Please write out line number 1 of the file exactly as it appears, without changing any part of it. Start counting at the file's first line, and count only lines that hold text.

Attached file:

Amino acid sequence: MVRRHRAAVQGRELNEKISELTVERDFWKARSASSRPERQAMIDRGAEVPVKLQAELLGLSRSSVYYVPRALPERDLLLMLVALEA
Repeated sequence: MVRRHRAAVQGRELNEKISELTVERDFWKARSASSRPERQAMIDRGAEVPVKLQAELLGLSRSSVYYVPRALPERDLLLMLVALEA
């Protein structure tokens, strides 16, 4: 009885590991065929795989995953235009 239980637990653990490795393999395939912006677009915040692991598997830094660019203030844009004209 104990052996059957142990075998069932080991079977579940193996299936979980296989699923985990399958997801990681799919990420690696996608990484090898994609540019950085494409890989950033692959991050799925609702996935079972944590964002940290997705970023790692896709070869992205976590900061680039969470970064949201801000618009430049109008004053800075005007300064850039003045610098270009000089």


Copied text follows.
Amino acid sequence: MVRRHRAAVQGRELNEKISELTVERDFWKARSASSRPERQAMIDRGAEVPVKLQAELLGLSRSSVYYVPRALPERDLLLMLVALEA